Whether self-driving cars or automated personal assistants, Artificial Intelligence (A.I.) is becoming an integral part of our lives. In the first of our new series dedicated to Artificial Intelligence - The A.I. Journals - we’ll take some time to explain one of the most interesting fields related to the Artificial Intelligence world - Reinforcement Learning.
Reinforcement Learning is an area of Machine Learning which explores the ways software agents learn by interacting with an environment. We call a software agent a goal-oriented program that runs without constant supervision to perform certain task for an end-user or another program. Instead of being specifically taught how to act (this is when we talk about Supervised Learning), a Reinforcement Learning agent is able to learn by itself and is able to individually decide what actions to take next.
There are two methods that the agent uses for its decision-making process: the agent chooses its action based on past experiences, or if it’s set in a completely new environment and it has no previous experience to use as basis, the agent uses a strategy that we are all familiar with - trial and error. After deciding on a new choice for action, the agent is then able to learn from the outcome of its decision and adjust accordingly.
Famous companies applying Reinforcement Learning are for example Honda's humanoid robot ASIMO, Google’s DeepMind (more particularly check AlphaGo, the program that for the first time ever won against a professional Go player) and self-driving cars.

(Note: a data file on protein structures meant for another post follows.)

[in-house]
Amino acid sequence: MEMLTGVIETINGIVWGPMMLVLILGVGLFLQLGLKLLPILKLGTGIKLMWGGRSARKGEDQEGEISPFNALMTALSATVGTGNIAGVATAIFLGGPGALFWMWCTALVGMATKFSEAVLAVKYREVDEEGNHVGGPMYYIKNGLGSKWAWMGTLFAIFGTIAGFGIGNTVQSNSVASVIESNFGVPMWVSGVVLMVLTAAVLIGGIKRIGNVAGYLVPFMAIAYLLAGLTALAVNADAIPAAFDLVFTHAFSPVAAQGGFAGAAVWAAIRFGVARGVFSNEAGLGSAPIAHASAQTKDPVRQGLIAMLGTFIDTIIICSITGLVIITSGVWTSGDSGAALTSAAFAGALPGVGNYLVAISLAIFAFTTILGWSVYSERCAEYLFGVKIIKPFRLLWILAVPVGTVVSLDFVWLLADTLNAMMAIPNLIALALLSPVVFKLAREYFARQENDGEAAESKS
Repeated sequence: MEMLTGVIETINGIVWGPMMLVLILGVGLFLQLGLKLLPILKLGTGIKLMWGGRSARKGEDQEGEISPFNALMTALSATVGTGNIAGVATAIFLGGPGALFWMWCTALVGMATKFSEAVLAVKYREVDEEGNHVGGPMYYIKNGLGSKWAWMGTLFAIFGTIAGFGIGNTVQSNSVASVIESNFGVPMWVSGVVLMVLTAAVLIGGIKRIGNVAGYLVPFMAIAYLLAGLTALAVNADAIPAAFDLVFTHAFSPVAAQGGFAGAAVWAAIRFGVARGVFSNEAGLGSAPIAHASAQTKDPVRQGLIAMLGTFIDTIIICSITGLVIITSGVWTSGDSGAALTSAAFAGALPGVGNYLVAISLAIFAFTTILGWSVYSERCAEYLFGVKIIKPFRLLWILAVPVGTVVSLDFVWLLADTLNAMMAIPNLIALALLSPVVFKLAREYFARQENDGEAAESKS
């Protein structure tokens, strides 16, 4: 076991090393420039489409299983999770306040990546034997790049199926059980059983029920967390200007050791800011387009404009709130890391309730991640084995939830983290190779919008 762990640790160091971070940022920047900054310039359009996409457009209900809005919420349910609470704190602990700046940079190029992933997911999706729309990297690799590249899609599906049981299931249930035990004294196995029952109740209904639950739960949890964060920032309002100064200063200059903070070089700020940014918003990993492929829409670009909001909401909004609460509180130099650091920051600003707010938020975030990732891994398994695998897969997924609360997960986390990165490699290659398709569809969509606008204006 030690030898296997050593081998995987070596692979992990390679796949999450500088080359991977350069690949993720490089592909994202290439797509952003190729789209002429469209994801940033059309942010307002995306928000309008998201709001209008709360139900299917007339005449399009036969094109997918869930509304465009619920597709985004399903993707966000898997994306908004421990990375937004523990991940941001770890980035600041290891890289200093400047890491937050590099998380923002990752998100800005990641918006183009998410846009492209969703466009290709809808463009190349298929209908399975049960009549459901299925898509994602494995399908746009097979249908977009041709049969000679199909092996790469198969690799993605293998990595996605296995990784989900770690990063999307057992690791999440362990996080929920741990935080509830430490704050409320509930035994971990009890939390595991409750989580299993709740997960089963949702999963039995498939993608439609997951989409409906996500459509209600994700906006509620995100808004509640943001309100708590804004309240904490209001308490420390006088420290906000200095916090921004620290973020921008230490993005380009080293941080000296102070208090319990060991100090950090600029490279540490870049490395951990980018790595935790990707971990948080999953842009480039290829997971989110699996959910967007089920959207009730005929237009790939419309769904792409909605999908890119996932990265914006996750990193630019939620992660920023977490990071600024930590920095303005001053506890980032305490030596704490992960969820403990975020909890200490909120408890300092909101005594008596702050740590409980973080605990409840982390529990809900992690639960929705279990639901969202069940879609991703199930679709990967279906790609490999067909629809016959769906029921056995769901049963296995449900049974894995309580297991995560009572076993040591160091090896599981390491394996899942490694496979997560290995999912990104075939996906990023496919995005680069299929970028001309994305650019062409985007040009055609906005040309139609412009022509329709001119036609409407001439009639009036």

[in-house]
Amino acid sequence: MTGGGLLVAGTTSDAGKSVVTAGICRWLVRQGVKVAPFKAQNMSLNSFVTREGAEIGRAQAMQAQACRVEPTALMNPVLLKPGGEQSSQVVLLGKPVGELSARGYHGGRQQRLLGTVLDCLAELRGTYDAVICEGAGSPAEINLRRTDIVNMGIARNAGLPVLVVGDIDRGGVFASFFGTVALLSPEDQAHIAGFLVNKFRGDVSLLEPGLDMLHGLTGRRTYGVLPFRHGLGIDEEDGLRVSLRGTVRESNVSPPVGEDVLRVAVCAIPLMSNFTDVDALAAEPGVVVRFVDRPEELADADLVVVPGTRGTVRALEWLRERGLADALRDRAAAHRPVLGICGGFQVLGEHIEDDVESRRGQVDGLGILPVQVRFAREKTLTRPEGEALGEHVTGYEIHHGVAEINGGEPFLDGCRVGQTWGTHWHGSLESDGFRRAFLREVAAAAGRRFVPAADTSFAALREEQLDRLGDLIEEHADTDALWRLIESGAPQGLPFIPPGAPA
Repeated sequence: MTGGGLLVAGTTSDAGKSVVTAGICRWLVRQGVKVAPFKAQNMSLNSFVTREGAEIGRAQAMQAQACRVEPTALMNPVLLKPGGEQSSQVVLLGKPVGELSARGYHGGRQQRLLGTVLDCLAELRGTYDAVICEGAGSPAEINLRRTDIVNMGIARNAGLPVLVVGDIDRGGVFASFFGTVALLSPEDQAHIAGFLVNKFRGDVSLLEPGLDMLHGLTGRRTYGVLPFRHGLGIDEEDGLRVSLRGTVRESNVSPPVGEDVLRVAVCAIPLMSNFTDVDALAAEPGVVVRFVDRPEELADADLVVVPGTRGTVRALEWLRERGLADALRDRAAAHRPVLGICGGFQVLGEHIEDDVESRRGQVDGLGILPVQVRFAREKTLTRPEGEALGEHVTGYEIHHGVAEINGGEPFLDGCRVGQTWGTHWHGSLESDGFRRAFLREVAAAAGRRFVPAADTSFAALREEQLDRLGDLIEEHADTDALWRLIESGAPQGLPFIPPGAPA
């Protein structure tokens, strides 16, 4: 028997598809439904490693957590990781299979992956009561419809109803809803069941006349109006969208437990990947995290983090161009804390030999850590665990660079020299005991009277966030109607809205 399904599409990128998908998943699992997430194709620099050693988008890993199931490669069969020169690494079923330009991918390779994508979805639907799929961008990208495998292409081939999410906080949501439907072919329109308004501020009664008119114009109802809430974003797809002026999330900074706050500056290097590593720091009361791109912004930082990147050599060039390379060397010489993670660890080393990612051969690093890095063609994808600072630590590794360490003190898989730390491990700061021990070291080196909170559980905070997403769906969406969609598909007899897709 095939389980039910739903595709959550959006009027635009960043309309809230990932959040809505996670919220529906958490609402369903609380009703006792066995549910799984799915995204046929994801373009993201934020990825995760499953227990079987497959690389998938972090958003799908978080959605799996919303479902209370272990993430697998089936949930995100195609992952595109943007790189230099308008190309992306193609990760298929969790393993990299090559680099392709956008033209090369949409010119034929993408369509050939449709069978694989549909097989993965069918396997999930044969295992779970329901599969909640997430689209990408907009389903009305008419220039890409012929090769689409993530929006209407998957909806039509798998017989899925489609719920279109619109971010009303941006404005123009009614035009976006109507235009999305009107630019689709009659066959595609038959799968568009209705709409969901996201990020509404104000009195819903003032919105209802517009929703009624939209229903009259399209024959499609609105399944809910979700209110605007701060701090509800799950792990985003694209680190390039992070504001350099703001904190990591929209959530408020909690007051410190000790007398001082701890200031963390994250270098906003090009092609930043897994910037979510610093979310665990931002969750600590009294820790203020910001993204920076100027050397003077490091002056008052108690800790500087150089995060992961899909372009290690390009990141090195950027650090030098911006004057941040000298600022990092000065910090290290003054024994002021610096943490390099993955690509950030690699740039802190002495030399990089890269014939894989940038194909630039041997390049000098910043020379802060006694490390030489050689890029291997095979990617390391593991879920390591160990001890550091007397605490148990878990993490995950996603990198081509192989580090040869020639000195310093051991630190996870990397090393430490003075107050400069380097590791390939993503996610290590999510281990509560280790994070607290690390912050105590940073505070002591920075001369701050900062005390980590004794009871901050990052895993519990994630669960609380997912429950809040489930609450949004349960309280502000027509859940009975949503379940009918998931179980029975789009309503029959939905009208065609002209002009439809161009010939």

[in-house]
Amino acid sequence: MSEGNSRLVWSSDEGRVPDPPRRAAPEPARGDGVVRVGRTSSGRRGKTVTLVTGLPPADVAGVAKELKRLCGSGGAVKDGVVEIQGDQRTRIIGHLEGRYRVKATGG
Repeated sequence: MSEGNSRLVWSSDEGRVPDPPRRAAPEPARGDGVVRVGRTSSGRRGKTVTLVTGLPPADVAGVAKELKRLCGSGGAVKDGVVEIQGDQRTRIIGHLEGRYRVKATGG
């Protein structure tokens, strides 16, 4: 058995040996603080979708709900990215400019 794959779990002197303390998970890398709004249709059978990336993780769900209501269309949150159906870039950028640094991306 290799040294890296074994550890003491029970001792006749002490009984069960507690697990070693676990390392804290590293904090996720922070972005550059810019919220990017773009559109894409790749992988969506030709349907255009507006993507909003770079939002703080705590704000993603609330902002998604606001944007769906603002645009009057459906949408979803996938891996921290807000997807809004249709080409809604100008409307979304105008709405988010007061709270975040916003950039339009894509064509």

Now for those of you in the digital advertising field, it’ll be interesting to find out that Reinforcement Learning is also used in the programmatic buying optimization process. Campaign optimization engines rely on Reinforcement Learning to learn from the outcome of their optimization decisions and continuously improve their next actions towards achieving better performance.
A good example is when we talk about exploitation and exploration in campaign optimization. When a campaign optimization engine is initiated to optimize a campaign, it will receive specific instructions about the goal of the campaign (reach, engagement, etc.) and in most cases it will have past experience data to rely on. The engine will be aware what tactics have brought good results - which consumer segments should be targeted, how to bid and at which particular hour of the day, etc. By exploiting these confirmed tactics, the engine will be able to build on them and improve them further.
However, the market is a dynamic world and consumers’ behaviour is changing and shifting every day. There are always new opportunities to be found that could bring significant improvements to the campaign performance. So while applying the proven tactics, the optimization engine will also take time to look for new consumers to target, for new locations, for new time frames that could bring better results and diversify the campaign. And when faced with this completely new environment, the engine will rely on its reflective, continuously learning nature to test the most relevant action and learn from its outcome.